* type i
  i =  25.0
* do step 1.2
* do step 1.3
  i =  625.0

Steps can call other parts with DO: execution will resume after the part is finished. It's also possible to transfer execution with TO which will not return. DONE will return from the current part.

* type part 2, part 3

  2.0    i = 3
  2.1    do step 3
  2.2    i = 5
  2.3    do step 3
  2.4    i = 7
  2.5    to step 3
  2.6    type 'not reached'


  3.0    type i
  3.1    done
  3.2    type 'also not reached'

* do part 2
  i =  3.0
  i =  5.0
  i =  7.0

The above also shows it is possible to list out programs with TYPE PART. You can see all entered parts with TYPE ALL PARTS. With TYPE ALL STUFF you will see all variables and parts defined.

DELETE can be used to remove a step or a variable definition.

I/O and system access

We've seen TYPE used to display variables. You can prompt for a value to be entered with DEMAND

* delete part 1
* 1.0 demand i
* 1.1 i = i * 10
* 1.2 type i
* do part 1
 i = ?_ 3
  i =  30.0

There is also a formatting facility for input and output that is covered in the manual.

Programs can be saved to disk for future list with SAVE. This takes a file name (which must already exist) and what to save. For example:

save as 'x.pil', all stuff  

will save all parts and variables to x.pil. File format is plain text so it can be edited outside of PIL if needed. LOAD 'x.pil' will then load the file back into PIL.

The implementation of PIL on MTS includes access to system facilities such as file creation and device access. For example, CREATE 'x.pil' will create a new file.

In the next post we'll see how to construct a larger PIL program.

Further information

MTS volume 12 has a complete reference to PIL as implemented on MTS.

If you can find a copy of the book 'History of Programming Languages', edited by Richard Wexelblat, this has a great section about JOSS talking about its design principles.

PIL - Introduction

Screenshot of a teletypewriter running PIL, from 2 4 Using the Michigan Terminal System 6 01.

In this series of posts we'll look at the Pittsburgh Interpretative Language, or PIL, a simple interpreted language that can be used to do calculations and build small programs interactively.

The Pittsburgh Interpretative Language

PIL was developed at the University of Pittsburgh for the System/360 in the late 60s. It was based on one of the first interpreted languages JOSS that originated at the RAND Corporation in 1963. PIL improves on JOSS by providing improved debugging capabilities and error reporting.

The design goals for PIL were, according to MTS Volume 12:

PIL is oriented toward problem-solving, with program development and debugging facilities having highest priority. For the beginning user, PIL was designed to be clear, unambiguous, and hence, easily learned. For the experienced programmer, the language offers increased flexibility with statement structure and expanded capabilities for the solution of non-numeric problems. For the researcher, PIL reduces the amount of time and effort that must be expended in problem solving.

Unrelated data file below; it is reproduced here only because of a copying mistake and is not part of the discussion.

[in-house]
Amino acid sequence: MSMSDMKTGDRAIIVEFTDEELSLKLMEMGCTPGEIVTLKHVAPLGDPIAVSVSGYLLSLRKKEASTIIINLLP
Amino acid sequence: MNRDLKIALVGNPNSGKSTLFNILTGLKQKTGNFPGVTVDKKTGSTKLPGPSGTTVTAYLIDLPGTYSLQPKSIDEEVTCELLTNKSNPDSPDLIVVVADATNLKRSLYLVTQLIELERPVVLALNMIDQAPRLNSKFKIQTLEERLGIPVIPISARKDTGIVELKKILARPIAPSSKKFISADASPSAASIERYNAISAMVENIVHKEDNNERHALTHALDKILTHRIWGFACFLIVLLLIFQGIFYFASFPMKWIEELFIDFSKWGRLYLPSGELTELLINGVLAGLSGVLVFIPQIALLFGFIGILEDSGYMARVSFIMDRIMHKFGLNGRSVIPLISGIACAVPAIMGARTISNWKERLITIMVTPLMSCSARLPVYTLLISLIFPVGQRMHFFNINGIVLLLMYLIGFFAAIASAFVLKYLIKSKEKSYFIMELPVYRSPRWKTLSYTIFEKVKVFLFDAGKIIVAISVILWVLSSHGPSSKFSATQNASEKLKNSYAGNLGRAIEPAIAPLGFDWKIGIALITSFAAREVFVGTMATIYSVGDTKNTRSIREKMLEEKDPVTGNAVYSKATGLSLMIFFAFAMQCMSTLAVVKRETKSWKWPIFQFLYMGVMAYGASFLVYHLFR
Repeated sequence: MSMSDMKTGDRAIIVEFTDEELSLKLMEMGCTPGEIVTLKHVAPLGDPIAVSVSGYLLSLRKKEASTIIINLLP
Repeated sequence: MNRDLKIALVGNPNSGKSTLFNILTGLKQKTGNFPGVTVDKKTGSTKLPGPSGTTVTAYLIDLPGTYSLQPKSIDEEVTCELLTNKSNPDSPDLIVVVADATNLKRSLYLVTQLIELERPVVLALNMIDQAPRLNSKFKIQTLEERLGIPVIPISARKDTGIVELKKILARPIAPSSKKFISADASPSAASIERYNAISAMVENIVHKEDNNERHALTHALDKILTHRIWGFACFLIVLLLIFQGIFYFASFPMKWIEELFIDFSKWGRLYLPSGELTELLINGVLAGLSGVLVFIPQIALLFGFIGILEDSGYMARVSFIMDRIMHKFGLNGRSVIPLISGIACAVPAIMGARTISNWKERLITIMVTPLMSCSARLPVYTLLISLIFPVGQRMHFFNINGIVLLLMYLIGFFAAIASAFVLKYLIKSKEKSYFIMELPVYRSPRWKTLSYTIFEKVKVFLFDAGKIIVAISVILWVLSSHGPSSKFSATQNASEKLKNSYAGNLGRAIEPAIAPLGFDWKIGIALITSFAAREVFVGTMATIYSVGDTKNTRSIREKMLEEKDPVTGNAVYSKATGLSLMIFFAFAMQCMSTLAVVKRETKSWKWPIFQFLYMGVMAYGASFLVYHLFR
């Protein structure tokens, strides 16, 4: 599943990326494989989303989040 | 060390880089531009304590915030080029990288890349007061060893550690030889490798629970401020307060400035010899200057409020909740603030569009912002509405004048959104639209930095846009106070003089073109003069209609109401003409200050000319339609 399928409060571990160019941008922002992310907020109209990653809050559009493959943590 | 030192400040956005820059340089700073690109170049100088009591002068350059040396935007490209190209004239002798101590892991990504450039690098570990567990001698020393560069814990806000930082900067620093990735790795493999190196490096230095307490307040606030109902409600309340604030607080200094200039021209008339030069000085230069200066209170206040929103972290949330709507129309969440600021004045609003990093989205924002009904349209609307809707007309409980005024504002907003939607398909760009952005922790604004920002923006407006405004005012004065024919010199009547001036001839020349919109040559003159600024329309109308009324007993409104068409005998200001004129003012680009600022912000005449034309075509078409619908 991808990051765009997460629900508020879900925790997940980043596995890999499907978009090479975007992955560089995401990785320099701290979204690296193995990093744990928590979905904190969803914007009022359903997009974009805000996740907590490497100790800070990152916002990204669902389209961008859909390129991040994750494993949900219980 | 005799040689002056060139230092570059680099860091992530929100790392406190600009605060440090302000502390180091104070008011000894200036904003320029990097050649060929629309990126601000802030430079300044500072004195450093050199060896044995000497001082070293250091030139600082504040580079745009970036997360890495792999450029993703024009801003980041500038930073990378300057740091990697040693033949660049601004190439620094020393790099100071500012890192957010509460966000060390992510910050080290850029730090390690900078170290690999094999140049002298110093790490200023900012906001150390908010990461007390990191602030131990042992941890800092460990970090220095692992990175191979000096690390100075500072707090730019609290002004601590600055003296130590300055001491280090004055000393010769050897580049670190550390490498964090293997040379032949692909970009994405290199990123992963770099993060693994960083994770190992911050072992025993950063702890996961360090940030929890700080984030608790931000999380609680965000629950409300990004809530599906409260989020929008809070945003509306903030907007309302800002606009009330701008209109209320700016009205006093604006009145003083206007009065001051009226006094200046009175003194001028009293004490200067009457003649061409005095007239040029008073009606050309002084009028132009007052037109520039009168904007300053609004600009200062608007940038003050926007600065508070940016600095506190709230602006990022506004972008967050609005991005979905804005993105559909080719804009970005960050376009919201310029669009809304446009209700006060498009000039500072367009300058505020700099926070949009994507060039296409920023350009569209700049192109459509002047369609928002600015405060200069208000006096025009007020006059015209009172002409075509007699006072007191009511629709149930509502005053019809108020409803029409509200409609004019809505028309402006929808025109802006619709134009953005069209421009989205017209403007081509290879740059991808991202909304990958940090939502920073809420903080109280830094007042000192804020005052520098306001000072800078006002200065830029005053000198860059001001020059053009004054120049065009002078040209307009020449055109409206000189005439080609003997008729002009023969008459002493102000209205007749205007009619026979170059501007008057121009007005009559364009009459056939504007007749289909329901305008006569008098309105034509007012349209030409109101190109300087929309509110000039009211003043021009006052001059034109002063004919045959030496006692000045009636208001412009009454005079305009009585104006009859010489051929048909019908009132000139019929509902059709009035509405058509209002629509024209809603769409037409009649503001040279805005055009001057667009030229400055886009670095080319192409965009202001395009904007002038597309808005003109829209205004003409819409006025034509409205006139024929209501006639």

PIL can be used as a simple desktop calculator with variables

* set a = 3
* set b = 4
* type the square root of (a*a + b*b)
the square root of (a*a + b*b) =  5.0  

It can also be used to build simple programs interactively that can then be run:

* 1.01 demand a
* 1.02 demand b
* 1.03 type the square root of (a*a + b*b)
* do part 1
 a = ?_ 3
 b = ?_ 4
  the square root of (a*a + b*b) =  5.0

PIL on MTS

PIL on MTS is based on the second version of PIL, PIL/2. It was modified to integrate well with MTS files and system services.

Prerequisites

No special installation instructions to get this language running - just do the standard D6.0 setup as described in this guide and then sign on as a regular user such as ST01.

Running a program using *PIL

Running the command *PIL on MTS will start the PIL interpreter. It is intended to be used in an interactive way where you enter commands and see the output directly. It can be used in batch mode by feeding commands into source but this is not the intended mode of operation. Inside the interpreter, programs and data can be loaded and saved with the load and save as statements.

Hello world

Let's see how to run a simple program to print 'Hello, world!' five times using PIL.

# $run *pil
# Execution begins   09:56:53 
  PIL/2: Ready
* for i = 1 to 5: type "Hello, world!"
  Hello, world!
  Hello, world!
  Hello, world!
  Hello, world!
  Hello, world!
* stop
# Execution terminated   09:59:06  T=0.004 

After starting PIL, enter the for statement at the * prompt. Output is shown immediately after the command is entered. Type stop to return to MTS.

In the next post we'll look at the language in more detail.

Further information

MTS volume 12 has a tutorial and reference for the PIL language and describes how it is integrated with MTS.

The video pictured at the top of this post, 2 4 Using the Michigan Terminal System 6 01, shows simple operation of PIL on a teletypewriter, starting from 21 minutes into the video.

The Pitt time-sharing system for the IBM system 360: Two year's experience. describes the operation of PIL at the University of Pittsburgh.

JOSS: Introduction To A Helpful Assistant is a very readable paper from the RAND Corporation on the language that inspired PIL.

The source code and implementation notes for PIL can be found in component 566 on tape 6.0T2 in the D6.0 distribution.

Source code for the hello world program can be found on github.

RATFOR & FLECS - Emirp primes